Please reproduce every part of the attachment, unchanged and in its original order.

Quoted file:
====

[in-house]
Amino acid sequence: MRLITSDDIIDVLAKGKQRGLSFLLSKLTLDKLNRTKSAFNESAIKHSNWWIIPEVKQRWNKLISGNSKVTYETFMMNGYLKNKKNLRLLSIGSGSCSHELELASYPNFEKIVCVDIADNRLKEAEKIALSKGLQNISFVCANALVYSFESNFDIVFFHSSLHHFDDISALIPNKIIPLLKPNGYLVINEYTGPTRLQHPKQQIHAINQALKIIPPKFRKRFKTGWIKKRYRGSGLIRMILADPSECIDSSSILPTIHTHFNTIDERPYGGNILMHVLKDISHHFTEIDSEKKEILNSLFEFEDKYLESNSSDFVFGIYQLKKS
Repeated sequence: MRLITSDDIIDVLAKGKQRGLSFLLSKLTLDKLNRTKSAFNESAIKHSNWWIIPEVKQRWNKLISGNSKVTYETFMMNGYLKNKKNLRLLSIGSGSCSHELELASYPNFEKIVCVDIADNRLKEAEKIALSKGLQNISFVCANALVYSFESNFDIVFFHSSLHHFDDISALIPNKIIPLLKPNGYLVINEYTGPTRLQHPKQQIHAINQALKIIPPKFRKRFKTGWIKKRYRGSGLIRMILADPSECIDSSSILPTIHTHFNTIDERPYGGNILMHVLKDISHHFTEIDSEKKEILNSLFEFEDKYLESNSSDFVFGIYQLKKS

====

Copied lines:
[in-house]
Amino acid sequence: MRLITSDDIIDVLAKGKQRGLSFLLSKLTLDKLNRTKSAFNESAIKHSNWWIIPEVKQRWNKLISGNSKVTYETFMMNGYLKNKKNLRLLSIGSGSCSHELELASYPNFEKIVCVDIADNRLKEAEKIALSKGLQNISFVCANALVYSFESNFDIVFFHSSLHHFDDISALIPNKIIPLLKPNGYLVINEYTGPTRLQHPKQQIHAINQALKIIPPKFRKRFKTGWIKKRYRGSGLIRMILADPSECIDSSSILPTIHTHFNTIDERPYGGNILMHVLKDISHHFTEIDSEKKEILNSLFEFEDKYLESNSSDFVFGIYQLKKS
Repeated sequence: MRLITSDDIIDVLAKGKQRGLSFLLSKLTLDKLNRTKSAFNESAIKHSNWWIIPEVKQRWNKLISGNSKVTYETFMMNGYLKNKKNLRLLSIGSGSCSHELELASYPNFEKIVCVDIADNRLKEAEKIALSKGLQNISFVCANALVYSFESNFDIVFFHSSLHHFDDISALIPNKIIPLLKPNGYLVINEYTGPTRLQHPKQQIHAINQALKIIPPKFRKRFKTGWIKKRYRGSGLIRMILADPSECIDSSSILPTIHTHFNTIDERPYGGNILMHVLKDISHHFTEIDSEKKEILNSLFEFEDKYLESNSSDFVFGIYQLKKS